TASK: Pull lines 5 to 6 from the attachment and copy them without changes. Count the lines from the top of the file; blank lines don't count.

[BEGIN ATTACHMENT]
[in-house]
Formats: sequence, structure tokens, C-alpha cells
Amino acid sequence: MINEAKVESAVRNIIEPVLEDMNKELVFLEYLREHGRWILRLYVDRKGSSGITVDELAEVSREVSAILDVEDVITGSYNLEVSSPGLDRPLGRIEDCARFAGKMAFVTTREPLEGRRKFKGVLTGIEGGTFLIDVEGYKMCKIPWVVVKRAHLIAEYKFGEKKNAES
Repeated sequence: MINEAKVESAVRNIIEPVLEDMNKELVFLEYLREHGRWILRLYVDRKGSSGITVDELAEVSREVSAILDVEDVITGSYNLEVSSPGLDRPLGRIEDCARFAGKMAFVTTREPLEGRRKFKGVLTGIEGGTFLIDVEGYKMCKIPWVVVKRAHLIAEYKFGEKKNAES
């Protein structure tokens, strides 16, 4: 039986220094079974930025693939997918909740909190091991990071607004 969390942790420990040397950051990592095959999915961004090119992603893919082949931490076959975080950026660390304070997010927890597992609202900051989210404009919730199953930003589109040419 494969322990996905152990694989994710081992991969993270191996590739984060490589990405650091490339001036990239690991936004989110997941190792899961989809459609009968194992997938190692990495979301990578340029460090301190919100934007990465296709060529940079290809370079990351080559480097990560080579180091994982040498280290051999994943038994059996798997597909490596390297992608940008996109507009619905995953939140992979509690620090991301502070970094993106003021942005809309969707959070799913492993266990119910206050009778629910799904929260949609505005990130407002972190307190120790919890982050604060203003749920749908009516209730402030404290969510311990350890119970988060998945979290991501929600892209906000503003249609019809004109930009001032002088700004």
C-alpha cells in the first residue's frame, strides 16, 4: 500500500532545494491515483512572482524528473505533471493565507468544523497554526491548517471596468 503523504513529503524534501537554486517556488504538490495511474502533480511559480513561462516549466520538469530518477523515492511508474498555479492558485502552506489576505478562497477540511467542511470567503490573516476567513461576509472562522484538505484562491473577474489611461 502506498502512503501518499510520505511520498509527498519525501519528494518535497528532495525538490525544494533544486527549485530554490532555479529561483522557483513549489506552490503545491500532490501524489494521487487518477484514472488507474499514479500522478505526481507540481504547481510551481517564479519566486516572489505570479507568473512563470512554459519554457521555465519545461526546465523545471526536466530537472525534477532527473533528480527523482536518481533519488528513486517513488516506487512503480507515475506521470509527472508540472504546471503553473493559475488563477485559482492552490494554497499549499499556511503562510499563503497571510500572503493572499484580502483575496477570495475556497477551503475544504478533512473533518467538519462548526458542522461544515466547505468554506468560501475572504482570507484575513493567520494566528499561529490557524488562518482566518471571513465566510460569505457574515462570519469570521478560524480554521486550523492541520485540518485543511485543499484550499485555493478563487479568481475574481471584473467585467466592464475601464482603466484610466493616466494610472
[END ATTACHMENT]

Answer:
């Protein structure tokens, strides 16, 4: 039986220094079974930025693939997918909740909190091991990071607004 969390942790420990040397950051990592095959999915961004090119992603893919082949931490076959975080950026660390304070997010927890597992609202900051989210404009919730199953930003589109040419 494969322990996905152990694989994710081992991969993270191996590739984060490589990405650091490339001036990239690991936004989110997941190792899961989809459609009968194992997938190692990495979301990578340029460090301190919100934007990465296709060529940079290809370079990351080559480097990560080579180091994982040498280290051999994943038994059996798997597909490596390297992608940008996109507009619905995953939140992979509690620090991301502070970094993106003021942005809309969707959070799913492993266990119910206050009778629910799904929260949609505005990130407002972190307190120790919890982050604060203003749920749908009516209730402030404290969510311990350890119970988060998945979290991501929600892209906000503003249609019809004109930009001032002088700004």
C-alpha cells in the first residue's frame, strides 16, 4: 500500500532545494491515483512572482524528473505533471493565507468544523497554526491548517471596468 503523504513529503524534501537554486517556488504538490495511474502533480511559480513561462516549466520538469530518477523515492511508474498555479492558485502552506489576505478562497477540511467542511470567503490573516476567513461576509472562522484538505484562491473577474489611461 502506498502512503501518499510520505511520498509527498519525501519528494518535497528532495525538490525544494533544486527549485530554490532555479529561483522557483513549489506552490503545491500532490501524489494521487487518477484514472488507474499514479500522478505526481507540481504547481510551481517564479519566486516572489505570479507568473512563470512554459519554457521555465519545461526546465523545471526536466530537472525534477532527473533528480527523482536518481533519488528513486517513488516506487512503480507515475506521470509527472508540472504546471503553473493559475488563477485559482492552490494554497499549499499556511503562510499563503497571510500572503493572499484580502483575496477570495475556497477551503475544504478533512473533518467538519462548526458542522461544515466547505468554506468560501475572504482570507484575513493567520494566528499561529490557524488562518482566518471571513465566510460569505457574515462570519469570521478560524480554521486550523492541520485540518485543511485543499484550499485555493478563487479568481475574481471584473467585467466592464475601464482603466484610466493616466494610472